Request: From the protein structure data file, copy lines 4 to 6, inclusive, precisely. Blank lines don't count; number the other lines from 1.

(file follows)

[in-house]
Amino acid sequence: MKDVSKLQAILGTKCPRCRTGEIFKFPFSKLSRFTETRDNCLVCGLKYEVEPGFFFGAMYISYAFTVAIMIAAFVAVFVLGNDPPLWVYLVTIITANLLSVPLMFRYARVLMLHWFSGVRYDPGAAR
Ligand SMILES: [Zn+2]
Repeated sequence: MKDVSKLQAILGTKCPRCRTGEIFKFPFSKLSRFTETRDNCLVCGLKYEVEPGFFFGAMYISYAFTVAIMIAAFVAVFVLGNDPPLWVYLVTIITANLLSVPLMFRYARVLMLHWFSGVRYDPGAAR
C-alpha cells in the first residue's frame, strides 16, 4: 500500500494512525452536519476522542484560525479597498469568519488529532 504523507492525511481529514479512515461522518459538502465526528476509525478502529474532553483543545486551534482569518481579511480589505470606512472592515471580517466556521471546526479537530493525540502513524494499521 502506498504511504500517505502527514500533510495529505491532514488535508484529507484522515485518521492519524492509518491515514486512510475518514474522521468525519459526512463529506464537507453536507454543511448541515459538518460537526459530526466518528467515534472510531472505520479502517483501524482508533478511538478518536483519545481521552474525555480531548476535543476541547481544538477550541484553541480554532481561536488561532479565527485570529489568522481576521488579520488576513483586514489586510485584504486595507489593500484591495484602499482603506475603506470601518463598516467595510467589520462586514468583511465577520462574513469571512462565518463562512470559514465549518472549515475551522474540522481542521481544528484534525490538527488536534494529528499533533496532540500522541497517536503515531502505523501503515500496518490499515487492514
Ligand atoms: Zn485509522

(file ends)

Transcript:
Repeated sequence: MKDVSKLQAILGTKCPRCRTGEIFKFPFSKLSRFTETRDNCLVCGLKYEVEPGFFFGAMYISYAFTVAIMIAAFVAVFVLGNDPPLWVYLVTIITANLLSVPLMFRYARVLMLHWFSGVRYDPGAAR
C-alpha cells in the first residue's frame, strides 16, 4: 500500500494512525452536519476522542484560525479597498469568519488529532 504523507492525511481529514479512515461522518459538502465526528476509525478502529474532553483543545486551534482569518481579511480589505470606512472592515471580517466556521471546526479537530493525540502513524494499521 502506498504511504500517505502527514500533510495529505491532514488535508484529507484522515485518521492519524492509518491515514486512510475518514474522521468525519459526512463529506464537507453536507454543511448541515459538518460537526459530526466518528467515534472510531472505520479502517483501524482508533478511538478518536483519545481521552474525555480531548476535543476541547481544538477550541484553541480554532481561536488561532479565527485570529489568522481576521488579520488576513483586514489586510485584504486595507489593500484591495484602499482603506475603506470601518463598516467595510467589520462586514468583511465577520462574513469571512462565518463562512470559514465549518472549515475551522474540522481542521481544528484534525490538527488536534494529528499533533496532540500522541497517536503515531502505523501503515500496518490499515487492514
Ligand atoms: Zn485509522